I was busy wallowing in the pain of losing my own Seven’s Tournament on our home ground, so I needed a new strategy. The solution, as so often was the case for Oriel students, was discovered in The Bear, our local public house facing the College gates. Over a pint or twenty, we signed up a former Marine and accomplished American Football player, Chris Dorsey, the barman, Jason Spallini, and their biggest customer, in both meanings of the word, the 20-stone BT electrician, Big Al. Was that cheating, I hear you ask? Well, I managed to persuade (coerce) the Oriel JCR to enrol them as Honorary Members on the undertaking of glorious victories for the College team (and discounted beer at The Bear). And they all played in the Varsity Match, so don’t tell Cambridge or we may have to return the metaphorical trophy.


The 1989 Varsity Match was played as flag football.


The next step was to appoint the coaching team. Simon and I met with the Reverend Jerry Jones, who had been recommended as Head Coach. Jerry agreed to take on this role and also to coach the Defense. The Offense was coached by the PG student, Galunic, who also moved from his US College starting position as a Defensive Lineman, to Quarterback, primarily as the only player on the roster who could throw the back with any modicum of accuracy. For what it is worth, I played Free Safety, with the number 39 shirt for sentimental reasons. I still have the shirt, but not the sentimental reasons.


Peter Church (Founding President) playing as Free Safety (39)


There were two other matches that I can recall prior to the Varsity Match. Oriel played a friendly against Merton, which sticks in the memory as I was malevolently flattened by Duncan Prior attempting to catch a punt return. I lost half-a-tooth and ended up with self-diagnosed concussion after several post-match double-whiskeys in The Bear. The University Team played one Friendly Match against Hull University, who I believe were the only other early adopters alongside Oxford University. We won comfortably, and if we didn’t, that’s how I remember it.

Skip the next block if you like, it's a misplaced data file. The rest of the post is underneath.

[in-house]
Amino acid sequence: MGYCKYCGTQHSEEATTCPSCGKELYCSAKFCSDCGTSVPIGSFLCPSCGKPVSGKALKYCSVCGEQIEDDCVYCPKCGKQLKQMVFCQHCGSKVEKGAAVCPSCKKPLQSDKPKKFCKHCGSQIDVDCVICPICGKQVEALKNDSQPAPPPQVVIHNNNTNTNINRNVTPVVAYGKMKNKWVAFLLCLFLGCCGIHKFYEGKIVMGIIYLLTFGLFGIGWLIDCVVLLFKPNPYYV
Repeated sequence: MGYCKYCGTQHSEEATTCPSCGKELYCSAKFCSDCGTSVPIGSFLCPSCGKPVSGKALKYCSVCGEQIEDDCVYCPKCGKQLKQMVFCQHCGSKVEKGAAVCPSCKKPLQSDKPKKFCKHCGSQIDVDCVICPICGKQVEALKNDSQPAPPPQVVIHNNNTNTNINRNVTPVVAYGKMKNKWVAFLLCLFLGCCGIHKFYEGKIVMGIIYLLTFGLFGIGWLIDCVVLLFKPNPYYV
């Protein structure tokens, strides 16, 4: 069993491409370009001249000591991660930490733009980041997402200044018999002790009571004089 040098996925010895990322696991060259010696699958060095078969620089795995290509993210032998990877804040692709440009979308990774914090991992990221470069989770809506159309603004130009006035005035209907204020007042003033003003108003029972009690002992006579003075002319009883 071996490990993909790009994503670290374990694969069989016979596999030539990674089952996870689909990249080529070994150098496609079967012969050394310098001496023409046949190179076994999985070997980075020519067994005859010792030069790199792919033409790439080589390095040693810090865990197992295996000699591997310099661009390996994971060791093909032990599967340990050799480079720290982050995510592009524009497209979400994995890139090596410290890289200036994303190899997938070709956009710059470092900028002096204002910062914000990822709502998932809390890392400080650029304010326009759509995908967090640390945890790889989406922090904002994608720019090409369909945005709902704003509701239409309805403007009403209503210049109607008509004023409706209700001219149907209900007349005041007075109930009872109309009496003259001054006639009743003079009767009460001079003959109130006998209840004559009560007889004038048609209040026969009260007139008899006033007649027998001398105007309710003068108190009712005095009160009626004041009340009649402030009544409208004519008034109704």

Around this time, Corinthian Tom (Simon), Jerry, and Peter the Logician (me), made a road trip to Cambridge to negotiate terms for the Inaugural Varsity Match. I think the discussions must have gone something like: “we will play at your ground, if we are allowed ringers”. As Jack Nicholson said: you have the luxury of not knowing what I know

The Varsity Match was immense. Again, quoting Nicholson: we used words like honour, code, loyalty. But we knew what they meant. We played with spirit. Cambridge were hapless. The victory was never in dispute, with the Man of the Match, our US College star QB, RB, Coach, everything – Galunic.


The teams recognise a valiant performance and a resounding victory for Oxford


So my one regret is we only played with Flags rather than Medieval Suits of Armour. My greatest privilege is to have played for the University at something – I didn’t take my ball home, I just made up my own team. My greatest pride is that, in some small way, I have left a Legacy that now flourishes as the sponsored by Oxford University Lancers American Football Club please get involved. If I hadn’t started it, someone else would have, perhaps in 1990. But I was there, and I helped create tremendous joy and comradeship, and added something to my CV. I still have the picture of the First Ever Varsity Winning Team. It has pride of place on my office wall in Bangkok; and I smile everyday when the memories flood back. Oh, to be young…